Rafale F3-R Fighters: Why Greece Purchased Them And What It Means for Turkey – In the middle of January, the balance in the Aegean Sea shifted as Greece received its first six Rafale F3-R fighter aircraft from France; 18 more are scheduled for delivery in the near future.
Commenting on the arrival, Greek Prime Minister Kyriakos Mitsotakis said that the French aircraft are a “force multiplier that upgrade the country on an operational, technological, and geopolitical level.”
Turkey, Greece’s long-time rival and neighbor, seems to think so, too.
Following October’s G20 summit, Turkish President Erdogan told the media that Turkey had expressed its concern to France about the arms sale. “We [spoke] openly, with a broad agenda,” Erdogan commented. He was politely rebuffed by French President Macron.
Rafale F3-R Fighters: The French factor
The Rafale F3-R Fighter is tailored for air superiority (air-to-air) missions with its canard delta-wing configuration giving it increased maneuverability. However, true to its multi-role nature, the aircraft can also perform in-depth and anti-ship strike missions. These capabilities make it particularly effective in the Aegean and Anatolian space.
In a conflict between Greece and Turkey, the Aegean Sea, with its approximately 1,400 islands and islets, will be one of three possible theaters of operation (the other two being Cyprus and Thrace.) The Rafales will help Greece achieve naval and air superiority in the Aegean. This, in turn, will allow it to threaten the Sea of Marmara and pressure Turkish forces in the eastern Mediterranean, thus alleviating pressure on Cyprus.
The Rafale F3-R Fighter boasts a combat range of 1,150 miles. It can be outfitted with long-range air-to-surface Storm Shadow missiles which can strike targets at distances of 300 miles. In comparison, an F-16 — the mainstay of the Greek and Turkish air forces — has a combat range of approximately 350 miles. The Rafale’s range, makes almost the entirety of Anatolia a target for the Greek air force.
Besides the 24 Rafales, Greece is strengthening its air force by upgrading 83 of its F-16 to Block 72 Viper, the newest configuration of the Lockheed Martin jet. Additionally, it is in talks to purchase F-35 jets.
On the naval front, it will acquire three French Belharra frigates from France, with the option for a fourth. It is also in the process of selecting four corvettes.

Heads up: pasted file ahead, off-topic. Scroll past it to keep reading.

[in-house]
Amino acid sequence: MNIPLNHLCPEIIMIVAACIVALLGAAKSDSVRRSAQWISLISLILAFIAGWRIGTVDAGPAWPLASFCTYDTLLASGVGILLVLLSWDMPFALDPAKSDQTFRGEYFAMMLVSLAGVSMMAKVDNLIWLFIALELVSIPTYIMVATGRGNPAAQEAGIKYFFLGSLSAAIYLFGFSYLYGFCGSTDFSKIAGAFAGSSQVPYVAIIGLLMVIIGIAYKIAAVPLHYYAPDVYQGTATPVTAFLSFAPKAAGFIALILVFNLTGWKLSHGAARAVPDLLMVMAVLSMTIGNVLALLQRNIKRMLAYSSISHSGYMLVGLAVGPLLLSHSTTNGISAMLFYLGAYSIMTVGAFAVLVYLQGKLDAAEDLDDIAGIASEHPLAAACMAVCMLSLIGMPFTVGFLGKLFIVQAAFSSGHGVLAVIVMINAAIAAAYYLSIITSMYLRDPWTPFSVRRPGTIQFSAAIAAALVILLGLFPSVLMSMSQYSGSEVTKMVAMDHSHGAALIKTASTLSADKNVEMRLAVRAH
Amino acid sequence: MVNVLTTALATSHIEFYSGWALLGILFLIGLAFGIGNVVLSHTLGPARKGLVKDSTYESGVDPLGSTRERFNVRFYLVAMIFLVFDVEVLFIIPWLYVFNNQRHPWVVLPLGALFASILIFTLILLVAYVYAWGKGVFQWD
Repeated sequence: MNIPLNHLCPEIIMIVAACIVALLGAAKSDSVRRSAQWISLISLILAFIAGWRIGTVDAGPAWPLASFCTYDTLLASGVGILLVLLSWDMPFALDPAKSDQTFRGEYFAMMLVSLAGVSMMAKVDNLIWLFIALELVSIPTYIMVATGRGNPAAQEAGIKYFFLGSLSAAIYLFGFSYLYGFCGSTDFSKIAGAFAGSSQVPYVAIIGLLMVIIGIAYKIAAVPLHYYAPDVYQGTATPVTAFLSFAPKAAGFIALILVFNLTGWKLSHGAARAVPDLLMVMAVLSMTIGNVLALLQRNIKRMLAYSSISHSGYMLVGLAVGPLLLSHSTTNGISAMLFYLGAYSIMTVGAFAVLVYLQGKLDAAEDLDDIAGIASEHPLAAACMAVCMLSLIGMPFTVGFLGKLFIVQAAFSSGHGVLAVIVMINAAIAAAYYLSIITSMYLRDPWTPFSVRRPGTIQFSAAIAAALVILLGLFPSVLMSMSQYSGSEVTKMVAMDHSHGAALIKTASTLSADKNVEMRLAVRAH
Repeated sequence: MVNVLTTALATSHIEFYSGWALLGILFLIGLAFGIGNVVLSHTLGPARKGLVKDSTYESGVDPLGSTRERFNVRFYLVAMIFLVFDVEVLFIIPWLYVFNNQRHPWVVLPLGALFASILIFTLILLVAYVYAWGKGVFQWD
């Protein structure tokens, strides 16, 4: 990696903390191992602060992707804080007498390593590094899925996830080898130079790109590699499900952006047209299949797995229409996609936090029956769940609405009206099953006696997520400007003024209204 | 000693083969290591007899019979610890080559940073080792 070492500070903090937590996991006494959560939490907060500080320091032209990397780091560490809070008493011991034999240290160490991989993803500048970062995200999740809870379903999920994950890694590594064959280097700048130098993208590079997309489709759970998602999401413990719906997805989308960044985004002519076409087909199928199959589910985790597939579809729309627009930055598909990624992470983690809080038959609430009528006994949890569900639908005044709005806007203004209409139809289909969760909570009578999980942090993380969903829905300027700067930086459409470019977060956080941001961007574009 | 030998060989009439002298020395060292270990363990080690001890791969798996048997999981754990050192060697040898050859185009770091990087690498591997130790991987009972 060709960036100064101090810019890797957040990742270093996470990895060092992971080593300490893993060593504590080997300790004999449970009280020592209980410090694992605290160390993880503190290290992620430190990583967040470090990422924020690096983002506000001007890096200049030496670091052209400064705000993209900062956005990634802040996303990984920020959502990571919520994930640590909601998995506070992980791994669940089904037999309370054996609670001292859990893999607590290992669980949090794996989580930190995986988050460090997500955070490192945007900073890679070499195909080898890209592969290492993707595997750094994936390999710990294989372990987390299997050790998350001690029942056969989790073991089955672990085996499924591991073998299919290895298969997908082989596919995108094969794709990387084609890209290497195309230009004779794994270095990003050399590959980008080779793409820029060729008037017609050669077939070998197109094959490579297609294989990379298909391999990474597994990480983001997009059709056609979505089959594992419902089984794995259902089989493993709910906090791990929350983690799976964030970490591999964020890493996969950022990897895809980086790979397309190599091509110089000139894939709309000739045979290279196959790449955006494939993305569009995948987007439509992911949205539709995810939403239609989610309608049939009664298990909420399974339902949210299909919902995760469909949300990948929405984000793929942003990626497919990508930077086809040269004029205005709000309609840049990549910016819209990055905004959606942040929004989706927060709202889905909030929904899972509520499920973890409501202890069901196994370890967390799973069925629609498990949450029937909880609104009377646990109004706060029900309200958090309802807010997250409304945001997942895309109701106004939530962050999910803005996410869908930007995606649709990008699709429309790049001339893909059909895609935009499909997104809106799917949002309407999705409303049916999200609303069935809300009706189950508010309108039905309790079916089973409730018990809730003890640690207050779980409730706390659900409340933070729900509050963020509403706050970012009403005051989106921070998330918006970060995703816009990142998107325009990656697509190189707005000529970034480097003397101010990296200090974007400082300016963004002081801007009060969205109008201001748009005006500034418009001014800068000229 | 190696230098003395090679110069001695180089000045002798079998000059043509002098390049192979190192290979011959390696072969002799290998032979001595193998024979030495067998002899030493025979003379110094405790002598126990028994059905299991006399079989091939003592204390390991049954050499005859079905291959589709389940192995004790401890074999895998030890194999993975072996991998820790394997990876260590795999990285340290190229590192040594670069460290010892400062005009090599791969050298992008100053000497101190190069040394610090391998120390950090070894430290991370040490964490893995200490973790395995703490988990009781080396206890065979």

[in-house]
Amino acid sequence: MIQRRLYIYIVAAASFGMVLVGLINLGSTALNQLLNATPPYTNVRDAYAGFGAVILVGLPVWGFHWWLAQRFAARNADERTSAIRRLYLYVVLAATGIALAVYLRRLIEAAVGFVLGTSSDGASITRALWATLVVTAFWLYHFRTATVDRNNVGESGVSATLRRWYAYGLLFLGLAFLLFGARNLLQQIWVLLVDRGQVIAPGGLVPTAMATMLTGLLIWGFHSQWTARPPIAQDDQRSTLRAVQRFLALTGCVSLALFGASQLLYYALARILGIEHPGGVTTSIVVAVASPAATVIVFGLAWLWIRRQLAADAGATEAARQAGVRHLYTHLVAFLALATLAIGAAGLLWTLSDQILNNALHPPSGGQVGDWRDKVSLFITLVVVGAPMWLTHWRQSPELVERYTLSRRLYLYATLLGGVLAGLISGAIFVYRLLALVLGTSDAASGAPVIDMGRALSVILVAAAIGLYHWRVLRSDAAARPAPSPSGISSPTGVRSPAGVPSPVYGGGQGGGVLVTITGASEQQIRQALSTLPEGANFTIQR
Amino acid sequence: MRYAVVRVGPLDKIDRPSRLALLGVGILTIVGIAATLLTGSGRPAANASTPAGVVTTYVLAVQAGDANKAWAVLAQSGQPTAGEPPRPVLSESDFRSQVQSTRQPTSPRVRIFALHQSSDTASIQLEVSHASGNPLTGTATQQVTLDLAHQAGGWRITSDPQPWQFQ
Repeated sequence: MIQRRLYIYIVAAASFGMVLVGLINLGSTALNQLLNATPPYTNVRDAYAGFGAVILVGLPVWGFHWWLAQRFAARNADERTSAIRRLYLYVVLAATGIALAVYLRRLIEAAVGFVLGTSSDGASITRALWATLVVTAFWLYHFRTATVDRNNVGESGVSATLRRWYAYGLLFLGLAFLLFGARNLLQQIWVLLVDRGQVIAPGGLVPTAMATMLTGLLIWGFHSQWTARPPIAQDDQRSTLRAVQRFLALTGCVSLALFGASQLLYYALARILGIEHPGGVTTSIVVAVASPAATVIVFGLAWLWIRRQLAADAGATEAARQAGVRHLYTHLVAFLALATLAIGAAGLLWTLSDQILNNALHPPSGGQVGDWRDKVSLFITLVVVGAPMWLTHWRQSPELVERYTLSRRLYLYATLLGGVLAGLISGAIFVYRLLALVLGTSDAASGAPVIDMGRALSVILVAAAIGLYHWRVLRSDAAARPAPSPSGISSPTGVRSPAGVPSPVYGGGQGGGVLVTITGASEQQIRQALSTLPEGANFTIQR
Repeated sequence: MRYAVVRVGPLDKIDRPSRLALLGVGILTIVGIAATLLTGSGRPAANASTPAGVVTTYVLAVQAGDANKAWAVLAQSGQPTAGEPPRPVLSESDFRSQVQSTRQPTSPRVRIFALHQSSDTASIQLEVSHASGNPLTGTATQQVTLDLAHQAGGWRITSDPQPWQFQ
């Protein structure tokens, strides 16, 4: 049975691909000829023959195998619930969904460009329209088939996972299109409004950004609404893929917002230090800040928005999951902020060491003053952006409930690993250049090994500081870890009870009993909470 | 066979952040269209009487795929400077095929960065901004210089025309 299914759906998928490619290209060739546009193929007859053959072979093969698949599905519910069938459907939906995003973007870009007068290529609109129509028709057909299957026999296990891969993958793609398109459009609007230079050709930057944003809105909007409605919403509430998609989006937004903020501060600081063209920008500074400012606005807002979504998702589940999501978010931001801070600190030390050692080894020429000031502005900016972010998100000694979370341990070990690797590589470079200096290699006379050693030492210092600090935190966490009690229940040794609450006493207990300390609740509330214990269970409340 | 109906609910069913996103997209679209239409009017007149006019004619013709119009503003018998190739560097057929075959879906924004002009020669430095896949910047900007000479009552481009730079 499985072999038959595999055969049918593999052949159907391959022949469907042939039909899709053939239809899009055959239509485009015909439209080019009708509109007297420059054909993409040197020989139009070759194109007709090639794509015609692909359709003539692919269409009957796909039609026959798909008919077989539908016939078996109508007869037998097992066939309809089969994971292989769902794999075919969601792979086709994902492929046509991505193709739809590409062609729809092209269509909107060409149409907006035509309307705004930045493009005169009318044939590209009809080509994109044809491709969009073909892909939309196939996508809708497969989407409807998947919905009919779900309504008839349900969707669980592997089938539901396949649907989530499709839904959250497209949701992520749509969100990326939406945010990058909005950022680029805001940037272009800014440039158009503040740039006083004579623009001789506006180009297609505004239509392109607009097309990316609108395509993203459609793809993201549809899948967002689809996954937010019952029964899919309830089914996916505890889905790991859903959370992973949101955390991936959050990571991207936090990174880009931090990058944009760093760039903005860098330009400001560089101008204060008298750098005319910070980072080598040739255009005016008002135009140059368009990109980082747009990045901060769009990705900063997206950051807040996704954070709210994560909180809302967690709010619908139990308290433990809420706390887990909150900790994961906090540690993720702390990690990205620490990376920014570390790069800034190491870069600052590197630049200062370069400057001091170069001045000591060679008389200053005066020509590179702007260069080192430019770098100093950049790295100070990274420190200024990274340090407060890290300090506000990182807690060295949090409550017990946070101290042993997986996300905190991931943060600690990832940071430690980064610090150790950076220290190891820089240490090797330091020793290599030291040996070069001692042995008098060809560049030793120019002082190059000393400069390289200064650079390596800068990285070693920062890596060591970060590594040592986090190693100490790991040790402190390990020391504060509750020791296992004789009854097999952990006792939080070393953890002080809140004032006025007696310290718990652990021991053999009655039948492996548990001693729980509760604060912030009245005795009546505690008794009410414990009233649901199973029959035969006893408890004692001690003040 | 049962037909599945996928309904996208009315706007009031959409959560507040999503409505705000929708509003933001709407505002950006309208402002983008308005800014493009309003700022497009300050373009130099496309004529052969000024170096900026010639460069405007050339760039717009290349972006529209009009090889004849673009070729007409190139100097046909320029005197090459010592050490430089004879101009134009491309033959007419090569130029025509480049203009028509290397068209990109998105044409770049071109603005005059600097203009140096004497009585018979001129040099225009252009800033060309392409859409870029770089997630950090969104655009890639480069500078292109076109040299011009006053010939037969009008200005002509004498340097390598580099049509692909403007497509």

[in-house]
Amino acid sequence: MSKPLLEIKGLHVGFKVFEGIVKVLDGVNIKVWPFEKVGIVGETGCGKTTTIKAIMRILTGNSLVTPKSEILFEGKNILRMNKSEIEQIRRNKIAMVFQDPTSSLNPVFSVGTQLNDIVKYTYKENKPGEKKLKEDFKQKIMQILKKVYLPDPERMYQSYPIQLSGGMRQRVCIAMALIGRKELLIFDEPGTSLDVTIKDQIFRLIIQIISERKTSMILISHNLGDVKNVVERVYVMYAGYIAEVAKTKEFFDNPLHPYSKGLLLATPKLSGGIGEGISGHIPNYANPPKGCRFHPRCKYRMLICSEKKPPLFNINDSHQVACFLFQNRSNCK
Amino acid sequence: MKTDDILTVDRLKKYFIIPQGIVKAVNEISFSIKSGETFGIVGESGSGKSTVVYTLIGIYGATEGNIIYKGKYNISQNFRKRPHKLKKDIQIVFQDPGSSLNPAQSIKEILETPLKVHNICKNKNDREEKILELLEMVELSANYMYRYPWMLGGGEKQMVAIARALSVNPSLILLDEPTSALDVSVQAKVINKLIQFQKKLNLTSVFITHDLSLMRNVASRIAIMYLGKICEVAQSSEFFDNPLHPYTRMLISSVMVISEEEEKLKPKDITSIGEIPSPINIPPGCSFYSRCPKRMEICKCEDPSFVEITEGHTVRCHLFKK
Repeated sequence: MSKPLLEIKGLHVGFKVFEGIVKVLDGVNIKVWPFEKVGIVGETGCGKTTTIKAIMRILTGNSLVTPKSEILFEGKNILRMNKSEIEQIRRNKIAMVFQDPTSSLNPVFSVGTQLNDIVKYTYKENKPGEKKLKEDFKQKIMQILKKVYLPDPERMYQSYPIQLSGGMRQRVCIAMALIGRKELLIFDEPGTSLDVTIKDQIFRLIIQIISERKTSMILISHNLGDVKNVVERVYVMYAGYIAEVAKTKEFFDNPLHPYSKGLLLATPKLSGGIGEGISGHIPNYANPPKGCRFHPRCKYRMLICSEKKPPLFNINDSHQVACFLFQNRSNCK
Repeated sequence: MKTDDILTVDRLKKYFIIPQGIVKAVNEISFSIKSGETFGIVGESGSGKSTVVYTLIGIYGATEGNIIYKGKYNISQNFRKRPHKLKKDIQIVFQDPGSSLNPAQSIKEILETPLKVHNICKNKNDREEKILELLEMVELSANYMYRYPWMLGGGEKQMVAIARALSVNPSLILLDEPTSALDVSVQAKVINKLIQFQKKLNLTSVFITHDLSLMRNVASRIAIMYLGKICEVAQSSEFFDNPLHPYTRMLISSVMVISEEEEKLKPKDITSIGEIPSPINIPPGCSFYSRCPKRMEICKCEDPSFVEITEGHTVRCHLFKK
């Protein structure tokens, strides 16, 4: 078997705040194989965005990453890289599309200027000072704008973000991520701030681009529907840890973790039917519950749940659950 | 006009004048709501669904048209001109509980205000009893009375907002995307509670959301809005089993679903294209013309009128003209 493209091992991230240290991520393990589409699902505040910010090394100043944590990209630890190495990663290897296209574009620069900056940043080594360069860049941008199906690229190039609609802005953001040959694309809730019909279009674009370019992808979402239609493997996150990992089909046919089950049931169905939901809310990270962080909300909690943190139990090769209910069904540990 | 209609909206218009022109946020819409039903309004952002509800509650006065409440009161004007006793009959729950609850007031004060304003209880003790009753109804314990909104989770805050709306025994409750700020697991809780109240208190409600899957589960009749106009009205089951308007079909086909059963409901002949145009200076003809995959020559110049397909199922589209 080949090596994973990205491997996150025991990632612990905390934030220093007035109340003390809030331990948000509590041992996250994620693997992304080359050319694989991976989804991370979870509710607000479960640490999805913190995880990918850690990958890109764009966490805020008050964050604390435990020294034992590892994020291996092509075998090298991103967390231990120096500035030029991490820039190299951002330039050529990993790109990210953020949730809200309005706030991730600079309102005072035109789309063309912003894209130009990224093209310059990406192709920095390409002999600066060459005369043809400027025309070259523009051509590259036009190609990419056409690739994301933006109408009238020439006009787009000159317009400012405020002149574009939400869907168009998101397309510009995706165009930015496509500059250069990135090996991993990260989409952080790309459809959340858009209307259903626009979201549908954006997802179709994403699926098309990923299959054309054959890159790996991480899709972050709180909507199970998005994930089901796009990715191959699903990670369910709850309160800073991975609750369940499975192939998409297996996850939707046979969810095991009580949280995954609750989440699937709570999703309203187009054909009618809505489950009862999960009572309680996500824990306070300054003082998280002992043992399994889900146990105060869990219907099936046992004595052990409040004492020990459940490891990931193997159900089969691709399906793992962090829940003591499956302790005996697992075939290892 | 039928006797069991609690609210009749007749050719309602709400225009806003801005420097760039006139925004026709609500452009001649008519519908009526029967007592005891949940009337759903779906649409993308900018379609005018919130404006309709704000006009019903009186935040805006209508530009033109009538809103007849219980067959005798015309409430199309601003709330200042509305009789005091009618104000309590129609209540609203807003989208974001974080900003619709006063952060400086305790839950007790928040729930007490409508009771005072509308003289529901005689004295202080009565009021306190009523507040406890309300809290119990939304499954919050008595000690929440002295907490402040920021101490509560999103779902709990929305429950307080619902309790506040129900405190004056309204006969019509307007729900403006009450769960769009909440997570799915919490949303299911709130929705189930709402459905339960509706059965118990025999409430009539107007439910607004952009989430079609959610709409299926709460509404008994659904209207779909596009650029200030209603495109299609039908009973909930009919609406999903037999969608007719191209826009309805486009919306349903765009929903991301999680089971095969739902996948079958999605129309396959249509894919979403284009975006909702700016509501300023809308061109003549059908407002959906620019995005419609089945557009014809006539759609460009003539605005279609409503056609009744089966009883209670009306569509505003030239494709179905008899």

As importantly, Greece signed a security agreement with France, with which Ankara has an uneasy relationship. The agreement contains a clause of mutual defense if either party is attacked.
A victim of its own belligerency
Meanwhile, Turkey’s military procurements are suffering some setbacks. In 2019, after receiving the first batteries of Russia’s state-of-the-art S-400 air-defense system, Turkey was kicked out of the F-35 program in response. Turkey had already ordered 30 F-35s, but its order was cancelled.
Further, Ankara has sent a letter of request to purchase 40 more F-16 and about 80 upgrade kits from the US. The request has received stiff bipartisan opposition in Congress owning to Turkey’s aggression in the region, its democratic backsliding and closer relationship with Russia.
A number of European countries also limited arms exports to Turkey after its offensive in Syria. Resultantly, Ankara is trying to expand domestic output to limit its reliance on imports.
Yet, it is not all bad news for Turkey. Germany is currently constructing six Type 214 submarines for the Turkish navy. Greece’s submarine fleet consists of four Type 214s and seven other vessels; Turkey currently has 12 submarines. Therefore, the addition of the six Type 214s will be a major boon to Turkey.
Ankara will also buy an aircraft carrier from Spain. Yet, in a conflict with Greece, the carrier will be limited to the eastern Mediterranean given the confined spaces of the Aegean Sea.
Greece is trying to persuade its two European partners to cancel the deals. It will also purchase seven Lockheed Martin MH-60R helicopters outfitted for anti-submarine warfare to counter the Type 214s.
Rafale F3-R Fighters for Greece Doesn’t Mean an Arms Race
Despite the slew of arms procurements, only one of the two rivals is fully in an arms race against the other.
Turkish defense expenditure and investment are geared towards a number of strategic goals. These include, among others, the elimination of Kurdish PKK forces in southeastern Turkey and People’s Protection Units in northern Syria; supremacy in the eastern Mediterranean; and expansion of its presence in northern Africa. Countering Greece is only one of Ankara’s goals.
On the other hand, Greece’s entire military strategy and defense procurements focuses on deterring and — if deterrence fails — winning a conflict against Turkey. And this singular focus gives it an edge.